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White Ribbon Day
Our White Ribbon Day assembly will be held on Friday 17 November, a dedicated moment to raise awareness about violence against women and empower our students to take a stand. Led by our College Prefects, they are setting an example for the rest of the student body.

During this assembly, we will shine a spotlight on the importance of breaking the silence and fostering a community of respect and support. Through meaningful discussions and a call to action, we aim to inspire our students to be advocates for change.

Let’s stand together on White Ribbon Day, united against violence and committed to creating a safer, more compassionate world.

The following are extracts from the assembly speech by the prefects, which highlight the messages and meanings of the day:

“Every woman has the right to live free from men’s violence, and it is everyone’s responsibility to make it happen.

Understanding what drives men’s violence against women is extremely complex. Broad issues such as structural inequalities, affirm attitudes and social conditioning all contribute to the overarching prevalence of the problem.

The Central Coast has the highest percentage of domestic violence within NSW. This is a statistic that needs to change.

White Ribbon Australia knows that the foundation for changing social attitudes, behaviours and systems lies in being curious, getting informed, and promoting and delivering evidence-based actions for change.

The Australian Bureau of statistics reports that one woman is killed by an intimate partner every 10 days. They also state that 1 in 3 women have experienced violence by a partner, other known person or a stranger since the age of 15 and that 1 in 4 Australian women have experienced intimate partner violence since the age of 15.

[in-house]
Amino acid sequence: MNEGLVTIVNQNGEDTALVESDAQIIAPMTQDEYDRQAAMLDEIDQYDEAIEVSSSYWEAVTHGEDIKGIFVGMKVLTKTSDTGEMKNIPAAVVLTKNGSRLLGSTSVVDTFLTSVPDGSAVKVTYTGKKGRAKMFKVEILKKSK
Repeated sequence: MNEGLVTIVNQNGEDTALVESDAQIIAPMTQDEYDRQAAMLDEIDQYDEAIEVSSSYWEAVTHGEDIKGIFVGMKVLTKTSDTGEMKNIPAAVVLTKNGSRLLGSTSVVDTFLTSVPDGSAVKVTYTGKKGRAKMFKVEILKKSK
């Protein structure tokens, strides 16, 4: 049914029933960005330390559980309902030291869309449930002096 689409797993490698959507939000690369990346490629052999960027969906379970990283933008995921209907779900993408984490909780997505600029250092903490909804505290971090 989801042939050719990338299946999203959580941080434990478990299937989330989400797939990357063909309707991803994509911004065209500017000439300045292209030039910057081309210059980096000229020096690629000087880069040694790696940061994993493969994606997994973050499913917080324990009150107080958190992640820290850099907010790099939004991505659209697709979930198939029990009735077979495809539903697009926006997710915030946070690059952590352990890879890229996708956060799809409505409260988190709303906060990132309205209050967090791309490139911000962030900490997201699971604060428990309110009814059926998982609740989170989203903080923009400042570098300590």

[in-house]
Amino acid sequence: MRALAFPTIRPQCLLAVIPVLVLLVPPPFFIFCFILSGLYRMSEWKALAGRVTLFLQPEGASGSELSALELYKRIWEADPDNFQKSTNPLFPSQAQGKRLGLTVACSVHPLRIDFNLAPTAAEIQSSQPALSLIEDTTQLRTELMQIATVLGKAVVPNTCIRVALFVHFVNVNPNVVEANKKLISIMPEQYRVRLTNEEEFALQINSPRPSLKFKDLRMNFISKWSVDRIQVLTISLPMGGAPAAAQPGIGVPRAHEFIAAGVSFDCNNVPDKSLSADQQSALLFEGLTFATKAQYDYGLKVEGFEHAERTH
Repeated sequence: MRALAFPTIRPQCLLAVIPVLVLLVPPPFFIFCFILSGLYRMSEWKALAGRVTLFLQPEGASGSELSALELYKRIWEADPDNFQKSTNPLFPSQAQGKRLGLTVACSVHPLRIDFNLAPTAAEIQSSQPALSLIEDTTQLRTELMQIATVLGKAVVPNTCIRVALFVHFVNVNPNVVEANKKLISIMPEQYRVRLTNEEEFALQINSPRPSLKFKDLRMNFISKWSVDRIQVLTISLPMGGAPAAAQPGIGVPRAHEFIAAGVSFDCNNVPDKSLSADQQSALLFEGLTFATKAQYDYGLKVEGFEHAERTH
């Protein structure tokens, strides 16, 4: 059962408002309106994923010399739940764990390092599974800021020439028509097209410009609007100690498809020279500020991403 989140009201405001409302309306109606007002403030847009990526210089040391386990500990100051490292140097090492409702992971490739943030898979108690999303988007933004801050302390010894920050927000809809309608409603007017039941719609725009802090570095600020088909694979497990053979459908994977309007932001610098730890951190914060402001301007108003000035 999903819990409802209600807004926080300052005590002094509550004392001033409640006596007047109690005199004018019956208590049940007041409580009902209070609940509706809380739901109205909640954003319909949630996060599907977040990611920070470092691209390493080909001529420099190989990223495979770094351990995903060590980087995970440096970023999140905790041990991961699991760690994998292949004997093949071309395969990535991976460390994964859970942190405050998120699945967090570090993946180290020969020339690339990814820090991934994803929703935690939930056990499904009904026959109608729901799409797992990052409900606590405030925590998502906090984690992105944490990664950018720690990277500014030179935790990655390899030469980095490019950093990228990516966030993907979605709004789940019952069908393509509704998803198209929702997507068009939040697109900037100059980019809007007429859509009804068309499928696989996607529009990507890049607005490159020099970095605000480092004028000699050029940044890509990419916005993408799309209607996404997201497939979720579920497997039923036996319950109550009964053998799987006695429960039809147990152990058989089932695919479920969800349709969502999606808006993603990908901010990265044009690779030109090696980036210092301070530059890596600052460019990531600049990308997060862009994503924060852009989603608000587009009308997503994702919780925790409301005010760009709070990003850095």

If you are someone who says ‘Oh but men experience violence too’ then you are missing the point. Yes men also experience violence within the home, and yes this also needs to end. However, 95% of all victims of violence, whether women or men, experience violence from a male perpetrator. Historically, this statistic has been higher. Whilst much of today’s speech has been confronting and negative, it is important to recognise that this is not a time to feel ashamed of being a man. You may not be a part of the problem, but you can definitely be a part of the solution.

For the remainder of this school year, I challenge you to be aware of the way in which your peers treat women. Rethink your perceptions of women. Rethink your current attitude and vocabulary towards the girls and women in your life. And most importantly rethink what it means to be a man. Call out sexist and derogatory behaviour. Stand up to those around when the wrong thing is being done.

You determine the culture of the world you live in, and if you want to live in a world where women are no longer abused by men, then take action, because the world is not going to change if you wait for it.

If you feel the need to talk to someone about this issue, please see your pastoral leader, one of your teachers, or our College Counsellors.”